The clients, a couple from the Northeast with two young children, had frequently discussed building a home from the ground up, but thought it was something they would take on later in life. As fate would have it, the opportunity came much sooner than expected. Unable to find a home that met their needs, they asked Knickerbocker Group to assist in selecting the right property. During their first visit to an 8-acre overgrown, woodlot in Cumberland Foreside, it was difficult for them to visualize its potential. Knickerbocker Group provided the vision and excitement which helped paint the whole picture for them, and also devised a way to split the property to make the project more affordable.

One of the homeowners grew up in a beautiful farmhouse in New Hampshire, and she had always been drawn to that simple, rustic aesthetic. “Our style is casual and a bit eclectic,” she states, and “we like pretty timeless pieces with some pops of color or interest. Our decorating blends some older pieces (the Hoosier cabinet in the dining room was made by my great-great grandfather) with some newer classics.” In the living room, deep barn reds bounce off neutrals, heightened by an elegant oriental rug. The custom fireplace acts as a central gathering space, made bold by large hand-selected pieces of granite. Throughout the house, the furnishings simply accentuate all the natural architectural details that were incorporated into each space.

The vintage transom windows throughout the house, as well as the newel post on the main stairwell, were discovered at Portland Architectural Salvage. The newel post holds particular significance to the homeowner; she explains that “it meant a lot because it’s an almost exact match to the newel post in our old house. It was hard for us giving up the home we loved and had thought we would spend a lot more time in, so taking some key elements from it felt really good.” She was also heavily drawn to the bannister; while constructed from new wood, it is reminiscent of the bannister in the home she grew up in, which she describes as having a “wonderfully aged patina.” Now every time someone runs their hands up it, the clients “like to think they are creating a patina that will look and feel wonderful when this house is an old house.”

The home is filled with memorable design features, many of them “found”. The beams were hard to come by, as they needed to be long enough to span the entire length of the living room. The antique pine beams were eventually recovered from a dilapidated barn in Friendship, Maine; the crown molding was then scribed to meet the beams. Their texture, finish, and irregular character give the space a sort of old world charm, as if these beams have lived many lives before this home.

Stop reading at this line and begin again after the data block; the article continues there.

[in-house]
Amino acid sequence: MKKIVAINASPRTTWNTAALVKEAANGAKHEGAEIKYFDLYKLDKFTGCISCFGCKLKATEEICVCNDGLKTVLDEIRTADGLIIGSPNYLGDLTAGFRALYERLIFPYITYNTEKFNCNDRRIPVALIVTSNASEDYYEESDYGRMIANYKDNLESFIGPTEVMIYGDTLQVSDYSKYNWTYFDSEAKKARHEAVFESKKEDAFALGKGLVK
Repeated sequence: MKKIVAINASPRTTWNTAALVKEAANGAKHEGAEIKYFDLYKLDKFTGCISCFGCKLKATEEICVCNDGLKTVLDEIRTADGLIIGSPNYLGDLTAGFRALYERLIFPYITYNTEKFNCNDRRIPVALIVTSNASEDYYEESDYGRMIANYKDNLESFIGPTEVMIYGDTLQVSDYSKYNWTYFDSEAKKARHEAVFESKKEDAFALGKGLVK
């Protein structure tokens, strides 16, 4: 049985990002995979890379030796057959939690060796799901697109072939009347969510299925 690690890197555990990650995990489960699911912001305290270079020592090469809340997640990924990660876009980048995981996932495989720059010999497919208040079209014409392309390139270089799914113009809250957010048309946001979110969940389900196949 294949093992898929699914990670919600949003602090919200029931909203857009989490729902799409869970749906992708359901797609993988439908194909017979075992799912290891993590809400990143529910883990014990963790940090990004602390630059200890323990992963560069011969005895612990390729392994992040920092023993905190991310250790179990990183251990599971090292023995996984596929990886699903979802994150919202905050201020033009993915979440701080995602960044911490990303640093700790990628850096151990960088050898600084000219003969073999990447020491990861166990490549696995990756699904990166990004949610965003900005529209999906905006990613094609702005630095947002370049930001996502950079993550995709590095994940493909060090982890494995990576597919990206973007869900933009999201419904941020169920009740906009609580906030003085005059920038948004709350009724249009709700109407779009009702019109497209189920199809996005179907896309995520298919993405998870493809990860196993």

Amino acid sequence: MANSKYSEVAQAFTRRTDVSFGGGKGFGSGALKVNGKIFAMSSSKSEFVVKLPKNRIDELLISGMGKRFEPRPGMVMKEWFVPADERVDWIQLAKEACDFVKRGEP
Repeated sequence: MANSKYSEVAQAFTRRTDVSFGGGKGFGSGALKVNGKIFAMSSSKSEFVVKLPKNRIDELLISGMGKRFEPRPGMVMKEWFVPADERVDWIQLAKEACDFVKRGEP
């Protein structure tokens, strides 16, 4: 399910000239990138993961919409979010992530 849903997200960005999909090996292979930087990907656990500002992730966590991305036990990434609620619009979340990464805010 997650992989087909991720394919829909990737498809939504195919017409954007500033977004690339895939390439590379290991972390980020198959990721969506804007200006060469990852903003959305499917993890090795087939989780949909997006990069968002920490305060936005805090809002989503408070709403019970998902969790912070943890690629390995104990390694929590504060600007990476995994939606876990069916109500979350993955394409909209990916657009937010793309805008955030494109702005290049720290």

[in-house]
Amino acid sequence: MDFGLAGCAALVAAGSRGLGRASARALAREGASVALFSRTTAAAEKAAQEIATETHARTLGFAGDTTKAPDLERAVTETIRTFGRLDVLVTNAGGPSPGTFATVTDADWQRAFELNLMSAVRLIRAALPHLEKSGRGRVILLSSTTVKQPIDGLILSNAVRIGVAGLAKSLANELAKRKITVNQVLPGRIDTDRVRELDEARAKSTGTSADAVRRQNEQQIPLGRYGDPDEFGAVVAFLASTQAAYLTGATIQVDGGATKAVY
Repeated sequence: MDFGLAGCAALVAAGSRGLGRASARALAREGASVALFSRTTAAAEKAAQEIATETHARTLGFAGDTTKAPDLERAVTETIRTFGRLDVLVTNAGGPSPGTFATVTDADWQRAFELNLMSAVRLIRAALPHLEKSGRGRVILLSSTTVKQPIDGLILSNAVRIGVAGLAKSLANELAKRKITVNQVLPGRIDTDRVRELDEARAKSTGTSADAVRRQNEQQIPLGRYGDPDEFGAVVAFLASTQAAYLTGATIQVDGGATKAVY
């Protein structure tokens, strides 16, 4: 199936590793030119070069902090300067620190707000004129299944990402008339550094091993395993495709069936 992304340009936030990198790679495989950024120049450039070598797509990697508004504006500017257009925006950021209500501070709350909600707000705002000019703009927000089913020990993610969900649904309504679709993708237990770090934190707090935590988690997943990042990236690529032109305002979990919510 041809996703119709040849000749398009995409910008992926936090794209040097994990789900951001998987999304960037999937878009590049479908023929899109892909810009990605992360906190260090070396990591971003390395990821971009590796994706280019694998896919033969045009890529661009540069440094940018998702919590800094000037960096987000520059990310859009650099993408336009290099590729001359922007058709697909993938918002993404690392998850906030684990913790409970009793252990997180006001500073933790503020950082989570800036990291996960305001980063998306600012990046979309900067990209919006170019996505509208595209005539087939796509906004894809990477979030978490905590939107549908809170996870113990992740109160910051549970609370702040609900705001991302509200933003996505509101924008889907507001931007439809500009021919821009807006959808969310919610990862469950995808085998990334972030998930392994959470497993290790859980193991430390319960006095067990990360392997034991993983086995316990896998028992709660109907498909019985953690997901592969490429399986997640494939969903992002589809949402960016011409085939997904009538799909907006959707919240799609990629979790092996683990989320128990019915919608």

Another unique attribute of the home is its outdoor kitchen and living space; the fireplace opens into both the family room inside the house, as well as into the screened-in porch. The design grew out of beloved features from the clients’ previous home, but reworked for better usability this time around. The second kitchen adds convenience, and allows for the family to spend more time outside. Furthermore, the fireplace, along with glass paneling to replace the screens, makes the porch space usable for the majority of the year. “I think some of our favorite days are weekends when we wake up, make pancakes, get plants at the nursery and work and play outside all day with the kids”, states the homeowner. “The perfect end to the day is grilling and eating outside, just enjoying the house and the land.”

Across the way, the homeowner uses the peaceful studio to create custom and handmade princess dresses for her retail shop. The wide rough-sawn boards continue on the ceiling, and the room is furnished with local treasures and antiques. Reflecting on the project as a whole, she expresses, “I can now say that it’s the most amazing feeling to live in a home that is completely in every way what we wanted it to be…I think we have built something that will work well for us for a long time to come, and I look forward to getting old in this house!”

Knickerbocker Group designed the barn to nestle into the land directly across from the house, adding a new stone wall to help define the homestead from the woods beyond. The barn’s dimensions and exterior details were modeled off the homeowners’ old barn. It’s a multi-use structure, with a garage and woodshop on the main level, and individual “his” and “her” spaces on the second floor. The clients are especially fond of “the curved detail over the front door.” A winding gravel pathway connects the barn to the main house and its grand farmer’s porch.

Read more about Chestnut Way in the August issue of Maine Home+DesignAn Anchored Homestead | In Cumberland, a colonial-style farmhouse takes its cues from a family’s previous historic home

Chestnut Way, Publication Feature in MH+D